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Birth Control by Tubal Sterilization

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In today’s expanding population and with the concept of small nuclear families being widely accepted, birth control has become a popular sector in the field of medicine. Birth control techniques for women have become commonplace, as they are reliable and affordable with minimal side effects on health. Tubal sterilization is one such approach, which is usually safe and effective in its purpose.


What is tubal sterilization?

Sterilization involves closing or blocking a woman's fallopian tubes to permanently prevent conception. Sperms cannot reach the ovum released from the ovaries into the fallopian tube. Hence it is an effective method of birth control. 


How can it be achieved?

This is done in many ways, that include -

Cutting and tying the tubes – a process is also known as tubal ligation. This is by far the most common method of tubal sterilization.

Cautery which involves sealing tubes with clips, clamps, or rings. It can be performed by laproscopy using electricity.

Essure which involves putting tiny inserts in the tubes, after which tissue growth occurs around them and automatically blocks sperms from reaching the ovum.

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Why would you choose this method?

Tubal sterilization has a number of perks to its credit. It isn't an extreme approach as most women presume it to be.

Safe and convenient

Sterilization is reliable, hassle free and simple. It has a better success rate as compared to contraceptive pills, condoms and diaphragms. It can be performed at any stage of the menstrual cycle.

Allows a couple to have safe and carefree intercourse

The tension of an unwanted pregnancy may prevent a woman from enjoying sexual intercourse with her partner. This worry is definitely eliminated by tubal sterilization, and has accounted for heightened sexual pleasure in many cases.

It doesn't rob a woman of her femininity

That cutting of your fallopian tubes might affect a woman's sex drive, hair, muscle tone and breast, is a major myth. Oestrogen is only synthesized in the ovaries, and they will continue to circulate in the body after sterilization. It will not affect her menstrual cycle or accelerate menopause.

Prevents transfer of faulty genes to the offspring

Tubal sterilization is the best option for women with genetic or hereditary disorders (that may or may not be expressed) who wouldn't want to pass it to their offspring/s.


Is it risky?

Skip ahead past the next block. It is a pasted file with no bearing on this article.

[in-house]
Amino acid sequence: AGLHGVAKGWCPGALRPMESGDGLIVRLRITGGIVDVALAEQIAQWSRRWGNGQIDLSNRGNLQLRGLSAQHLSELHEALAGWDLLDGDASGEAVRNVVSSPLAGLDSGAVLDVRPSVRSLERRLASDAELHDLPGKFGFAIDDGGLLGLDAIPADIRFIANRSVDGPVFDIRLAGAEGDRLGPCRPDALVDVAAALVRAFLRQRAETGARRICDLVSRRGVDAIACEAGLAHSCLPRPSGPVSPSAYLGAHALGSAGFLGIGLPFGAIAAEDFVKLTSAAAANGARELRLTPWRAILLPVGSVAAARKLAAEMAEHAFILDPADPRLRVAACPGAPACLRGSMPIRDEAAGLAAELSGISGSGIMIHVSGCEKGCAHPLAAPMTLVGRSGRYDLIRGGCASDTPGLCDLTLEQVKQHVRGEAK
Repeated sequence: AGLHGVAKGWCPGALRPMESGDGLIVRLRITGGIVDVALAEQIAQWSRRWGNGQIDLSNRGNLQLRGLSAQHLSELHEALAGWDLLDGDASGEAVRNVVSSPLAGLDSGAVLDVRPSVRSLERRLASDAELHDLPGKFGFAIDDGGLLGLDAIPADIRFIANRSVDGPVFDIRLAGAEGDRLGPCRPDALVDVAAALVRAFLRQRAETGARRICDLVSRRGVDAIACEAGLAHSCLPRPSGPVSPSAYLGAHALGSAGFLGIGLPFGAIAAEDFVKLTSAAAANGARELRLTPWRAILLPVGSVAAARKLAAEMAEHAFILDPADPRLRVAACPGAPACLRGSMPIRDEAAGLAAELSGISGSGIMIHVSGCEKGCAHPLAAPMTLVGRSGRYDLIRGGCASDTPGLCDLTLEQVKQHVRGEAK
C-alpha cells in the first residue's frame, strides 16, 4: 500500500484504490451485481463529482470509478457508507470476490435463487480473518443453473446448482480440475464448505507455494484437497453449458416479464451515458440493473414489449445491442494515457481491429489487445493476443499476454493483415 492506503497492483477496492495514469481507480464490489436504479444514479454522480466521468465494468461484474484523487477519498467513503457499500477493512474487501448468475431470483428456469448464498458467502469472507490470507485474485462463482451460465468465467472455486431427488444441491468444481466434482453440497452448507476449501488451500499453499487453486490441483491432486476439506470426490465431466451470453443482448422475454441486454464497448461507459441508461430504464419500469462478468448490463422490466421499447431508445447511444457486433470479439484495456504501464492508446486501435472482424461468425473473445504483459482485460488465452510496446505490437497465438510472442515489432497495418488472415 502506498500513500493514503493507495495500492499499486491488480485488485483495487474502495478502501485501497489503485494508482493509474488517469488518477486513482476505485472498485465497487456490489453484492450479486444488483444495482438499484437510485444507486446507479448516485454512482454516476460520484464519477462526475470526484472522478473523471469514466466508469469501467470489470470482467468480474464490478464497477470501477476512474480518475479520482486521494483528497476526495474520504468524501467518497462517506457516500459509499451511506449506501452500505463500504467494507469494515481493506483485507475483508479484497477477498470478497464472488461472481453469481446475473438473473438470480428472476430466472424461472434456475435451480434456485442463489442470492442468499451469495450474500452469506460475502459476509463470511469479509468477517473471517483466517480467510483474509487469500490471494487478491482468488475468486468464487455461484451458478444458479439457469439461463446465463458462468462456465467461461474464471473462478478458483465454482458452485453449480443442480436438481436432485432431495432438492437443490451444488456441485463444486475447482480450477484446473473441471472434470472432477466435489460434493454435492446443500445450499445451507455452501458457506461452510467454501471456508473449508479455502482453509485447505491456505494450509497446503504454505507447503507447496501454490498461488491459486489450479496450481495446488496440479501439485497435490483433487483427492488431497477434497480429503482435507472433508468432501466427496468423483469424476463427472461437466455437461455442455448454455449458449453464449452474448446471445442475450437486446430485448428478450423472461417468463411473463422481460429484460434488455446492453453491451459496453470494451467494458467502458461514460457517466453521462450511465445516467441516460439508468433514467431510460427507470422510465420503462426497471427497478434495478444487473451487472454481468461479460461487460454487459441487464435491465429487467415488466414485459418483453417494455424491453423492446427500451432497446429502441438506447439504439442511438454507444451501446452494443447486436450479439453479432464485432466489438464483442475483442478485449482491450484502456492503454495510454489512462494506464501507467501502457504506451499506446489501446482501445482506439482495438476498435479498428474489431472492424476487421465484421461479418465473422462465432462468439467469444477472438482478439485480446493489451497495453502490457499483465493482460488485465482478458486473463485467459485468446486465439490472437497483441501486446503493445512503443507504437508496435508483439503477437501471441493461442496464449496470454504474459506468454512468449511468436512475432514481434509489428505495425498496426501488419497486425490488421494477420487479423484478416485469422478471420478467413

Tubal sterilization has proven to be 100% effective and safe. However there is a rare possibility of the tubes reconnecting by themselves. If a woman does get pregnant by any chance after sterilization, it usually results into an ectopic pregnancy which means the zygote develops in the fallopian tube itself, instead of the uterus.  It can be fatal, and requires immediate attention. 

Essure form of tubal sterilization can result in moving of the metal coils. The tubes may not be adequately blocked and can result in pregnancy. Second procedures may have to be performed if Essure fails. Insertion could also damage the uterus. Other medical procedures may damage the inserts.

Other side effects include fluid build up in the bloodstream or oedema, excessive vaginal bleeding, uterine toxicity, back pain, fever and infection.

It is permanent procedure, and reversal methods may not be successful. 

Moreover, sterilization does not provide protection from sexually transmitted diseases.


Recovering from Tubal Sterilization

Tubal sterilization, being a surgical procedure requires the use of anaesthesia, which could be general or local depending on the patient's choice. In either case, it causes some discomfort. It is slightly more in the case of general anaesthesia, and might result in mild fever and slight vaginal bleeding for the next few days. This further differs from person to person, depending on her lifestyle and health. Lifting of heavy weights should be avoided after surgery, for at least a week or two.   

If extreme symptoms such as a high fever, nausea and abdominal discomfort persist, visit your doctor.

Written by: Healthplus24 team
Date last updated: June 25, 2013

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